Australian Special Forces Need a New Cyber-Enabled Information War Concept

The Australian Centre for Cyber Security (ACCS) at the University of New South Wales Canberra today released a new discussion paper proposing a concept of Special Information Warfare Operations.


The paper is titled "Asymmetric Advantage in the Information Age: An Australian Concept for Cyber-Enabled Information Warfare". It highlights the opportunity for Australia's elite special forces to become a torch bearer in the ADF's cyber revolution. The paper underscores the duality of the information domain as both a technical phenomenon (cyber-enabled) and a social one (classic information warfare).


According to the author, Ben Johanson, Australia's special forces will face a "congested, contested future operating environment riddled with persistent disorder, hyper-connected population centres and hybrid adversary threats who have adopted information-centric strategies ". He says that this dictates a  a commensurate "asymmetric approach" from Australia's special forces who will need to craft "indirect and direct Special Operations enabled with technological means" that lie remote from the field of combat ("at strategic distance") and these will need to be "tethered to strategic joint enablers and capabilities" in ways that our special forces have not often experienced.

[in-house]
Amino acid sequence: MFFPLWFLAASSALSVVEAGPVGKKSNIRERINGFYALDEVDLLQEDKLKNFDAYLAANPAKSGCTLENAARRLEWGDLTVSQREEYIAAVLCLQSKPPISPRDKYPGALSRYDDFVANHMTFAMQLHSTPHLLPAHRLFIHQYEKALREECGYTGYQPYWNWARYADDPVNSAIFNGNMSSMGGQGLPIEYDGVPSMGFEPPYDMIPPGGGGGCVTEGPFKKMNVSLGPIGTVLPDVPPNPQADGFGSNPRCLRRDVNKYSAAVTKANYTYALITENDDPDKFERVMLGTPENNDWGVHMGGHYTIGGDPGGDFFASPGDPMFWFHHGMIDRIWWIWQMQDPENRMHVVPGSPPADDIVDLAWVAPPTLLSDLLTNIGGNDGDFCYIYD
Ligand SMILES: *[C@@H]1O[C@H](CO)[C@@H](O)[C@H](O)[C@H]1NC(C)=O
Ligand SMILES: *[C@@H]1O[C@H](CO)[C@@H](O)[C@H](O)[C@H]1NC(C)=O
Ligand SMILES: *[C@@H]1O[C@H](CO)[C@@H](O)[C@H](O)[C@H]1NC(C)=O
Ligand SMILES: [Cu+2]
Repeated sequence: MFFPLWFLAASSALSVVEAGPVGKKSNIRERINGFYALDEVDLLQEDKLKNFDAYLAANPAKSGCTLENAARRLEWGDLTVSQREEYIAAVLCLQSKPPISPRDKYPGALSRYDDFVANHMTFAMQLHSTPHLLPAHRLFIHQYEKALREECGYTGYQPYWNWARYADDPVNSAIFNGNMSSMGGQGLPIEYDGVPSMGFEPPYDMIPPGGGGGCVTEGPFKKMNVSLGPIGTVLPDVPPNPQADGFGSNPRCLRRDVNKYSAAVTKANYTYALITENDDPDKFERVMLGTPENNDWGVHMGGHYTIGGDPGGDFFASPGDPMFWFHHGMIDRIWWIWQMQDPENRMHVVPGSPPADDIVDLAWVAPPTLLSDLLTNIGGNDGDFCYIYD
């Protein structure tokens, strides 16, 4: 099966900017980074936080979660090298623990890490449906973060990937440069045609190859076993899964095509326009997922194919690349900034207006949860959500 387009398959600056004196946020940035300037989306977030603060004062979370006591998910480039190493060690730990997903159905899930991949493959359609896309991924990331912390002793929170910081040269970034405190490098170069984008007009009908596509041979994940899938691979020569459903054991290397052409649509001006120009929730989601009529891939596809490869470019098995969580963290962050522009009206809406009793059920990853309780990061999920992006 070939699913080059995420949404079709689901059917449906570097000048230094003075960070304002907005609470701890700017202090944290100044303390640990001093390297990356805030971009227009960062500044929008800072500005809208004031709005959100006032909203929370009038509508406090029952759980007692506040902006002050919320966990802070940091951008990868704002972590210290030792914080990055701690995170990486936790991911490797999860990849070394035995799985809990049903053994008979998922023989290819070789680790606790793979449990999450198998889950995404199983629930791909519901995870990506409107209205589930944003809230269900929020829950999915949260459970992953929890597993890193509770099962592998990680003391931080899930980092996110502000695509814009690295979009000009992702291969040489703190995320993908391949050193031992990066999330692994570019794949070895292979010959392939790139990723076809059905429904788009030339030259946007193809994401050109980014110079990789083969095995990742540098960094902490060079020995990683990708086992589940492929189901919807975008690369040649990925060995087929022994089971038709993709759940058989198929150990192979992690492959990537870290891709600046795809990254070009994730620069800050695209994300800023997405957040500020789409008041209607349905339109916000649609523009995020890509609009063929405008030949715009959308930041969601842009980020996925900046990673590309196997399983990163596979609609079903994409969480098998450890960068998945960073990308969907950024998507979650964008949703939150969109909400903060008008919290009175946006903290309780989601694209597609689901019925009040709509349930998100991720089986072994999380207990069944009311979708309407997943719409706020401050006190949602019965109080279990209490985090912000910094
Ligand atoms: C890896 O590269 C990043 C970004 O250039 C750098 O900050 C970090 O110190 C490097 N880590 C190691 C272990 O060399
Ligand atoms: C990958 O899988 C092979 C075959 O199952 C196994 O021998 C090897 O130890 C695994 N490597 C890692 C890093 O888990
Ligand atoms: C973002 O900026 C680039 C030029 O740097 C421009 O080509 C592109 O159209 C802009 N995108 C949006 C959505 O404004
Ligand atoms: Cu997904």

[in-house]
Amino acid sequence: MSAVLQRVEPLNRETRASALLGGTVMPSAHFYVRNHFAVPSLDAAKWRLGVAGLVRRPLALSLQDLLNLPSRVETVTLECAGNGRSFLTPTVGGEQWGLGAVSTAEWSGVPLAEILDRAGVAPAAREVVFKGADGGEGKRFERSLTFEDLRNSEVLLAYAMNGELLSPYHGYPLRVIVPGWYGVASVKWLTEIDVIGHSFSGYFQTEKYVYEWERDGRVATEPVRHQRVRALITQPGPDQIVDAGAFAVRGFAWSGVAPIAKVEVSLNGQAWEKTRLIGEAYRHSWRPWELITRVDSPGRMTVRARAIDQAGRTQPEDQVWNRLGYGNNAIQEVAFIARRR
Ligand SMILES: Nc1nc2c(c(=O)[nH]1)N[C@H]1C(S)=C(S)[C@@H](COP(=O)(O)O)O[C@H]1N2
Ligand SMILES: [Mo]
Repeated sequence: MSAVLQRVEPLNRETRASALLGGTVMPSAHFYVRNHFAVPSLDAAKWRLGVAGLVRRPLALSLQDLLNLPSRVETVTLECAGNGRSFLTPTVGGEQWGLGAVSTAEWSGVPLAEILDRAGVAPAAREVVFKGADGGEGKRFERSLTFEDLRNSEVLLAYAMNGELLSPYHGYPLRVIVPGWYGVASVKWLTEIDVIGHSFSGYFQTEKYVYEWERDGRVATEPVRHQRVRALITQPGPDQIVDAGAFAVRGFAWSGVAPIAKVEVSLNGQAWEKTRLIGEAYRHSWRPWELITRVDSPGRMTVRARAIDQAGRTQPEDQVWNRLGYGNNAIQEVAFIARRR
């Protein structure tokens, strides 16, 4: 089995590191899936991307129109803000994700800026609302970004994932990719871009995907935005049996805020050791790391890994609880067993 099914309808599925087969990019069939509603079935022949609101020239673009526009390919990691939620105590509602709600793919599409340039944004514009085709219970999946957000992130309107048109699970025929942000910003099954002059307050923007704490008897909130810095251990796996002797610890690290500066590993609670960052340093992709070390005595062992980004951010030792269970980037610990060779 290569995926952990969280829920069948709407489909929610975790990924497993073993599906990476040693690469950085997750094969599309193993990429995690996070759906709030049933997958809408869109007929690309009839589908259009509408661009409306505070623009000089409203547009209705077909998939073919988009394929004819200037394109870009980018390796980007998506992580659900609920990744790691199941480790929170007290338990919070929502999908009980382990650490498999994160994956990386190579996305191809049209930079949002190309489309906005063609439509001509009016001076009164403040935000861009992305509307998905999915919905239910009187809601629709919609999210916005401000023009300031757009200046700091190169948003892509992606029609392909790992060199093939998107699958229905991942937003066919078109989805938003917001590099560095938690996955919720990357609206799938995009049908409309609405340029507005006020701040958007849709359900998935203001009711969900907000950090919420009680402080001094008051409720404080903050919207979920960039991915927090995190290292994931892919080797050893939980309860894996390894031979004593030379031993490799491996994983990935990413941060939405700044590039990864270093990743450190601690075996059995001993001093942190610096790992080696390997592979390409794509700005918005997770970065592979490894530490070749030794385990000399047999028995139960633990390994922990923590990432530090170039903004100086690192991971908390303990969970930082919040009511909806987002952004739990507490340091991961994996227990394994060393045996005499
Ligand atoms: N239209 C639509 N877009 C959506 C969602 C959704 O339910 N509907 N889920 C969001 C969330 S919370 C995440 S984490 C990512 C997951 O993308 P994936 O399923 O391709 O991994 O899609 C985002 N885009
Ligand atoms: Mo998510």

The author, an officer in the Australian Defence Force, prepared the paper in connection with his graduate studies at UNSW Canberra in cyber war and peace (the Master's degree in Cyber Security, Strategy and Diplomacy). 


According to Professor Greg Austin, Acting Director of ACCS, "Johanson's paper exemplifies the spirit of reform and strategic rethinking that the ADF is now experiencing under the influence of unprecedented strategic circumstances. Johansen also discusses the novel opportunity presented by the cyber domain to  deliver asymmetric advantage in war (and military operations other than war) against otherwise superior adversaries."